All About Building DIY Elevated Garden Beds

By Alley Benton
Updated July 27, 2016
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All About Building DIY Elevated Garden BedsA lot of people like to have raised beds in their garden, for a range of reasons. Two of the main reasons are that they are very easy to look after and that it is possible to easily build DIY elevated garden beds. Furthermore, because the beds are effectively free-standing, you can use different types of soil in them, that are applicable to the climate.

Why Have DIY Elevated Garden Beds?

If you don't have a lot of space in your garden, then raised beds are a perfect solution. You can even place them in apartment complex units, condominiums, and high rise buildings. You could also place them on a rooftop. The more space you have available, the more beds you can place.

Raised beds aren't just good for those who have little space, however. They are simply very easy to build and maintain. It is easier to keep garden pests and weeds out of them, and you can grow plants that are not native to your area by changing the soil.

Building DIY Elevated Garden Beds:

You can make elevated garden beds from anything, including untreated wooden frames, which are the most popular option, and also bricks, concrete blocks, and more. Make sure, however, that you have a plan in mind so you know what you are doing, where you are placing your bed, and how big you will make it.

Some of the things to consider include:

  • Distance and location: whether you want to plant flowers, vegetables, or herbs, you have to make sure that you know which area you will give to those plants. Herbs, in particular, have a tendency to take over, so it is best to stick to one herb per raised bed. The quality of the soil is very important and will vary depending on your location, as does the depth of soil required. Some plants need a lot more root space in order to grow, but this means they may also become so large that they cast a shadow on other plants.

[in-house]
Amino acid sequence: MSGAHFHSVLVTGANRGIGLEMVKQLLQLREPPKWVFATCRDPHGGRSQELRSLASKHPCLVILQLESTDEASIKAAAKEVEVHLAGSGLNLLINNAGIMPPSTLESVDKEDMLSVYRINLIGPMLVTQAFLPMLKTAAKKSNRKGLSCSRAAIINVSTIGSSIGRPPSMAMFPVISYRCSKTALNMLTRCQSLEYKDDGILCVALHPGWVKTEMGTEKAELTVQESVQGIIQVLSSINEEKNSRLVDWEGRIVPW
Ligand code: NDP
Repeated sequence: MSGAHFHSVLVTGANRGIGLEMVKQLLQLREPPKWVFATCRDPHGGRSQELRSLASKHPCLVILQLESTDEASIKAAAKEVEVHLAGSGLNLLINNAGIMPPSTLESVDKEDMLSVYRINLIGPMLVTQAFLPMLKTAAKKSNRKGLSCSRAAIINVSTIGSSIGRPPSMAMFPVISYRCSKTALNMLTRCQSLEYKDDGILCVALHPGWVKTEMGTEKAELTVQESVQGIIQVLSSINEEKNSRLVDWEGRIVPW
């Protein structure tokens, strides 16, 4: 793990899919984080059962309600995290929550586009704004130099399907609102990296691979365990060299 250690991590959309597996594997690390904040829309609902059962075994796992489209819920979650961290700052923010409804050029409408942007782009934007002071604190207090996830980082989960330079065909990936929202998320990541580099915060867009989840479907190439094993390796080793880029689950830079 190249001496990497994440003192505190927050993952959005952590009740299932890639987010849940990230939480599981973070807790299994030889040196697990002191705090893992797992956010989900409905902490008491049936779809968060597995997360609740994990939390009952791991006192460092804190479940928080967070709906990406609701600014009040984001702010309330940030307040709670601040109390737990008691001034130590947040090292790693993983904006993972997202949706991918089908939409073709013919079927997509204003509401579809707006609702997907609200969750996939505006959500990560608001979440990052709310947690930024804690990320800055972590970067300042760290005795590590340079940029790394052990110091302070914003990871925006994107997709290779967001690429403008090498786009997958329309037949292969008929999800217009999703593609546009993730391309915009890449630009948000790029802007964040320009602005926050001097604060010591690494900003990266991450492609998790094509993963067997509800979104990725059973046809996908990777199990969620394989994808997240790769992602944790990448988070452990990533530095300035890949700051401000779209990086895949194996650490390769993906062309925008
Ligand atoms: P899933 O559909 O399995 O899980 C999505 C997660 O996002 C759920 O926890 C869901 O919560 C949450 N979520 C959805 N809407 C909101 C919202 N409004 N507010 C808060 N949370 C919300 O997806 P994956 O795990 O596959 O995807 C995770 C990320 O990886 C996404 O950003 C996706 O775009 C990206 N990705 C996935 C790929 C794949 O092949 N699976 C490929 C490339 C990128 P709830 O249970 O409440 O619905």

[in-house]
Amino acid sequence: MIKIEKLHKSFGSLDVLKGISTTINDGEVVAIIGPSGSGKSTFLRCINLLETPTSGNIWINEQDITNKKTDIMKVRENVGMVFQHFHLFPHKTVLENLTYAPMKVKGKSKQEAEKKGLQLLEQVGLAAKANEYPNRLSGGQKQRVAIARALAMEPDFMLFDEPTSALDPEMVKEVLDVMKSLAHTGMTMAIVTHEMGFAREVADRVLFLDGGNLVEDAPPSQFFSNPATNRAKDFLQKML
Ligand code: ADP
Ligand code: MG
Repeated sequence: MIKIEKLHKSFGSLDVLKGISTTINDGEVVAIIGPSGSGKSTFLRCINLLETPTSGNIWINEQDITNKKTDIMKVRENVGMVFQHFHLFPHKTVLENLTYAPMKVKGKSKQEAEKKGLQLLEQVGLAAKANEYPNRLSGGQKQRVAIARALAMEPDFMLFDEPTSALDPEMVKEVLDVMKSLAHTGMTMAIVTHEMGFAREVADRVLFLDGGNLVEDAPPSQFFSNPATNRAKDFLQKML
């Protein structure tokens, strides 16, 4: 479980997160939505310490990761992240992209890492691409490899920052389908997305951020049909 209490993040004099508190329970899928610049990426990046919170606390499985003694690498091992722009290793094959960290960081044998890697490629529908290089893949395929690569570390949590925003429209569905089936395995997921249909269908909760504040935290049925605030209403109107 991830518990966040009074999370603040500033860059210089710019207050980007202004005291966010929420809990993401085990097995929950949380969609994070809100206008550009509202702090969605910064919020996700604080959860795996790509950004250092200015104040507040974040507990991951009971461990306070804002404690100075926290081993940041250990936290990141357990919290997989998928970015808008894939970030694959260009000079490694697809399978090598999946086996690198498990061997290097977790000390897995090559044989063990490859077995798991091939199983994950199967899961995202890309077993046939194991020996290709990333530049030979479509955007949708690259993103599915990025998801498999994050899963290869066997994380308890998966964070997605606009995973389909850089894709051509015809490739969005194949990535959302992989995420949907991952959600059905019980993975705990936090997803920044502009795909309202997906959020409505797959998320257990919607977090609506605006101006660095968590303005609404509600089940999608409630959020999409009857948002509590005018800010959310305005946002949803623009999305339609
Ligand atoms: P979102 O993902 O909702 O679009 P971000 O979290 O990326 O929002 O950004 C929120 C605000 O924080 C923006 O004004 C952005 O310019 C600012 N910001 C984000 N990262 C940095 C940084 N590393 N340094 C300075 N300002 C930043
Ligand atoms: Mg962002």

• Sun and shade tolerance: different plants have various needs in terms of how much sun and shade they require and can tolerate. You have to be aware of this so that you can decide where to place your planters, and what to put in them.
  • Soil quality: make sure that you use non-compacted soil, allowing water to penetrate it. Your plants have to be able to get nutrients and moisture out of the soil, so less dense is better. Do make sure there are no weeds in the soil as well, and supplement it with an organic fertilizer that supports the types of plants you are growing.

Conclusion:

One of the best things about building a raised garden bed is that pests will really struggle to get into it. This means you have far more control over the entire system. If you want to go really organic, you could even make your own fertilizer, which will also ensure your garden produce grows bigger and better. Make sure you fertilize regularly for optimal results.





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This site offers information designed for educational purposes only. You should not rely on any information on this site as a substitute for professional medical advice, diagnosis, treatment, or as a substitute for, professional counseling care, advice, diagnosis, or treatment. If you have any concerns or questions about your health, you should always consult with a physician or other health-care professional.